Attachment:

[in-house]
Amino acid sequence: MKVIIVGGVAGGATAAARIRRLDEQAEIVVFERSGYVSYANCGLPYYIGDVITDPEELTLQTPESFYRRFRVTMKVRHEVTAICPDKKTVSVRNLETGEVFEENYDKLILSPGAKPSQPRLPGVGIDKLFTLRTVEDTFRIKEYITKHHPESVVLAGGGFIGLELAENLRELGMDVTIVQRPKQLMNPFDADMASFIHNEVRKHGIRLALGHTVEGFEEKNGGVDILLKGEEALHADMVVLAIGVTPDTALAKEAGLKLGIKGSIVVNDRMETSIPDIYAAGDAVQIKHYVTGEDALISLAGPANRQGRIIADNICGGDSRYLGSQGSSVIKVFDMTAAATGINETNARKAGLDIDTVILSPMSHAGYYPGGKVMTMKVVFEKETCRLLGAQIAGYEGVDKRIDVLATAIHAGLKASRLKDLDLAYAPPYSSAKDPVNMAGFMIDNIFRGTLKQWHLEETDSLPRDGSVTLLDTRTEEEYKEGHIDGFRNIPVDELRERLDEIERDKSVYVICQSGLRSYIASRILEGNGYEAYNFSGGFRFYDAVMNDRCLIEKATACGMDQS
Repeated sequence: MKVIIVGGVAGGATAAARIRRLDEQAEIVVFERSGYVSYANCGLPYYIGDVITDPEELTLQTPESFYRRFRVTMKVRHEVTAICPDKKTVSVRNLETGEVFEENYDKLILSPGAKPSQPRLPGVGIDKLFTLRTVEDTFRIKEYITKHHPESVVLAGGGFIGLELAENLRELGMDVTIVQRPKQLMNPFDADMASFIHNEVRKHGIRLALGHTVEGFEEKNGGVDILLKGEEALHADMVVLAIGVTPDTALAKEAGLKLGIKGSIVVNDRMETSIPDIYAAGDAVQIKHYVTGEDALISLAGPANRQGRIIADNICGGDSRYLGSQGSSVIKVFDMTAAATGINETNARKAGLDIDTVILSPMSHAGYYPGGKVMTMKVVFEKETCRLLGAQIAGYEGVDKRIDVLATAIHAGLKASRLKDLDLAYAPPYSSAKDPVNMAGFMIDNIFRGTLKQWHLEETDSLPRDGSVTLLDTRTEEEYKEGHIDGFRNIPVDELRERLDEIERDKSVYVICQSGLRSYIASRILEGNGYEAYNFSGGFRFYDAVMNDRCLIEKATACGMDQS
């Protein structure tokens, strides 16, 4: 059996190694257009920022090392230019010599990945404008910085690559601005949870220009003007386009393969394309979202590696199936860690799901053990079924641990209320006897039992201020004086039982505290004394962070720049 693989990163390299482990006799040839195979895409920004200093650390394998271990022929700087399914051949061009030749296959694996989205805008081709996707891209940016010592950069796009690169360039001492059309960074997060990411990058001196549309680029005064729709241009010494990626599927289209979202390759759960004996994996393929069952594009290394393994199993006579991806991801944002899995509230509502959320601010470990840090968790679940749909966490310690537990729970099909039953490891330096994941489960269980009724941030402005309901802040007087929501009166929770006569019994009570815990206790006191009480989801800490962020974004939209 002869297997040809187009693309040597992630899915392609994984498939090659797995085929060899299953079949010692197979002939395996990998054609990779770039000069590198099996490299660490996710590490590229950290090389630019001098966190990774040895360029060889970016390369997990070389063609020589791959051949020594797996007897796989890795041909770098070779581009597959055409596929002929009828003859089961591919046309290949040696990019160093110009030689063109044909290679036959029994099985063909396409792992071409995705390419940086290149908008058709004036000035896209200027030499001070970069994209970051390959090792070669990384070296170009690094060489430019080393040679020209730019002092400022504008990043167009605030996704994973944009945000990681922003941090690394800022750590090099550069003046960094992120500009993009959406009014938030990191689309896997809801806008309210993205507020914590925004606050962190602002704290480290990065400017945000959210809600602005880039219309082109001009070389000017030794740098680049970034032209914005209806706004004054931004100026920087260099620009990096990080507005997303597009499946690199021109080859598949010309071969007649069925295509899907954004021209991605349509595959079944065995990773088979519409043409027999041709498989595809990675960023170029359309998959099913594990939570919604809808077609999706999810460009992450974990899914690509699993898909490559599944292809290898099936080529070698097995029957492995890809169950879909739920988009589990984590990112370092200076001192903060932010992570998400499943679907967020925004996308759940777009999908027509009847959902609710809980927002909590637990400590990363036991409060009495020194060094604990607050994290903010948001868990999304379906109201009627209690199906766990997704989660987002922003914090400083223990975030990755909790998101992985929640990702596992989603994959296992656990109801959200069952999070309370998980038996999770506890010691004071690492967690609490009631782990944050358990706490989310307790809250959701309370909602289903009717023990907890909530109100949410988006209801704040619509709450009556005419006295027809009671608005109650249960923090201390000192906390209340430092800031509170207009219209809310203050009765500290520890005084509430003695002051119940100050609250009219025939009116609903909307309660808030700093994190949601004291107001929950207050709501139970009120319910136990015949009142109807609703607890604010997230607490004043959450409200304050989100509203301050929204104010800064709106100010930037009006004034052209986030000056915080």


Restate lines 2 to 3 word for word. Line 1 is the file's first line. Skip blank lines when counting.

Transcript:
Amino acid sequence: MKVIIVGGVAGGATAAARIRRLDEQAEIVVFERSGYVSYANCGLPYYIGDVITDPEELTLQTPESFYRRFRVTMKVRHEVTAICPDKKTVSVRNLETGEVFEENYDKLILSPGAKPSQPRLPGVGIDKLFTLRTVEDTFRIKEYITKHHPESVVLAGGGFIGLELAENLRELGMDVTIVQRPKQLMNPFDADMASFIHNEVRKHGIRLALGHTVEGFEEKNGGVDILLKGEEALHADMVVLAIGVTPDTALAKEAGLKLGIKGSIVVNDRMETSIPDIYAAGDAVQIKHYVTGEDALISLAGPANRQGRIIADNICGGDSRYLGSQGSSVIKVFDMTAAATGINETNARKAGLDIDTVILSPMSHAGYYPGGKVMTMKVVFEKETCRLLGAQIAGYEGVDKRIDVLATAIHAGLKASRLKDLDLAYAPPYSSAKDPVNMAGFMIDNIFRGTLKQWHLEETDSLPRDGSVTLLDTRTEEEYKEGHIDGFRNIPVDELRERLDEIERDKSVYVICQSGLRSYIASRILEGNGYEAYNFSGGFRFYDAVMNDRCLIEKATACGMDQS
Repeated sequence: MKVIIVGGVAGGATAAARIRRLDEQAEIVVFERSGYVSYANCGLPYYIGDVITDPEELTLQTPESFYRRFRVTMKVRHEVTAICPDKKTVSVRNLETGEVFEENYDKLILSPGAKPSQPRLPGVGIDKLFTLRTVEDTFRIKEYITKHHPESVVLAGGGFIGLELAENLRELGMDVTIVQRPKQLMNPFDADMASFIHNEVRKHGIRLALGHTVEGFEEKNGGVDILLKGEEALHADMVVLAIGVTPDTALAKEAGLKLGIKGSIVVNDRMETSIPDIYAAGDAVQIKHYVTGEDALISLAGPANRQGRIIADNICGGDSRYLGSQGSSVIKVFDMTAAATGINETNARKAGLDIDTVILSPMSHAGYYPGGKVMTMKVVFEKETCRLLGAQIAGYEGVDKRIDVLATAIHAGLKASRLKDLDLAYAPPYSSAKDPVNMAGFMIDNIFRGTLKQWHLEETDSLPRDGSVTLLDTRTEEEYKEGHIDGFRNIPVDELRERLDEIERDKSVYVICQSGLRSYIASRILEGNGYEAYNFSGGFRFYDAVMNDRCLIEKATACGMDQS